The next question is whether the LA is viable on his own to get work or is he dependent upon you for a big portion of his work. If the latter is true, then you are essentially carrying him not only by giving him work, but you are carrying the marketing overhead and lending your hard to build reputation to him so that he can charge rates that he may not be able to get on his own. He has all to gain and nothing to lose. You have a reputation that you built, clients coming to you, and turning the responsibility of keeping those clients and reputation on to someone new at full rates seems to have high risk and reward only to the LA.
You should determine what level of design service is marketable to your clientel rather than what is taught at the universities. Your designer should be told what he can and can not charge your clients. Then your designer can decide whether he wants to work for you or not. In this market, you are in the drivers seat and you need to control your costs and do the best you can at turning every lead into a sale.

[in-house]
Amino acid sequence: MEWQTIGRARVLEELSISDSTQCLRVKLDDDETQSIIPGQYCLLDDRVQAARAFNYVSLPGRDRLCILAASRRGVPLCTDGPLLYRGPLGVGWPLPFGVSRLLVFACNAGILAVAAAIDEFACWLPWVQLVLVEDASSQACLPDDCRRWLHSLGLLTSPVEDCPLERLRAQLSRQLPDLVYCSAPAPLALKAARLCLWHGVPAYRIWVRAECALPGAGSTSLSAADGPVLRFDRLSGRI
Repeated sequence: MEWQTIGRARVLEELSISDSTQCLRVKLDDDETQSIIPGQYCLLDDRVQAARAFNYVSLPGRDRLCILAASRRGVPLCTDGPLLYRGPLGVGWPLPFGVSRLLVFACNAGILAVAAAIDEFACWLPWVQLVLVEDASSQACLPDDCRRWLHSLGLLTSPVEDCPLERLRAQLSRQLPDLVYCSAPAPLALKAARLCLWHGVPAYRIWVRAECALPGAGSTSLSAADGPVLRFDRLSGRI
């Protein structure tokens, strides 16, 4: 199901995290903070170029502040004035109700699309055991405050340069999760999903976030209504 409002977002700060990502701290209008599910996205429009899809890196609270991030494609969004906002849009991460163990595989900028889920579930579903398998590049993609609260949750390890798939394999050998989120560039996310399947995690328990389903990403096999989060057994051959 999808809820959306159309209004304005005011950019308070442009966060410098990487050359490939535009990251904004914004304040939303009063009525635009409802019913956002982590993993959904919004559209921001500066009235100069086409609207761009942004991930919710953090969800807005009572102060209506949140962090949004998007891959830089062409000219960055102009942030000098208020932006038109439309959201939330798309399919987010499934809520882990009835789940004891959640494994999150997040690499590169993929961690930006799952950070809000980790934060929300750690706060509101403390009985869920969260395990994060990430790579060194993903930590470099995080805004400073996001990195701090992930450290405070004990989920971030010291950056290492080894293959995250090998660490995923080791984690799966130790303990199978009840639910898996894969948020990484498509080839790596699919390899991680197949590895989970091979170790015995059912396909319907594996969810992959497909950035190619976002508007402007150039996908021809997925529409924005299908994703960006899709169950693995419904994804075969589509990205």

Good Post!:clapping:
 

Gilmore.Landscaping

LawnSite Senior Member
Location
Ontario
Design work is very very time consuming. There are so many measurements that have to be taken on site, client interviewing, research and considerable knowledge goes into each project. I charge $70.00 per hour and that is the lower end in Vancouver.
I am a Landscape Designer, but not a Landscape Architect.

Your Landscape Architects Design fees are the real deal.
Agree...same around here.
 

alexschultz1

LawnSite Bronze Member
Location
north of atlanta
LAs can be worth the investment in order to save you from making expensive mistakes however an experienced designer with years of practice should have no problem designing a plan. What gets you is the fact that you are on a lake and you can be sure to have the dnr and code enforcement right up your arse. Would there be a way to get him to sign an agreement saying that everything in his design follows local code? For $3500 I would expect a plan that has already been passed through the hoa and includes a fully detailed estimate down to the last drainage pipe.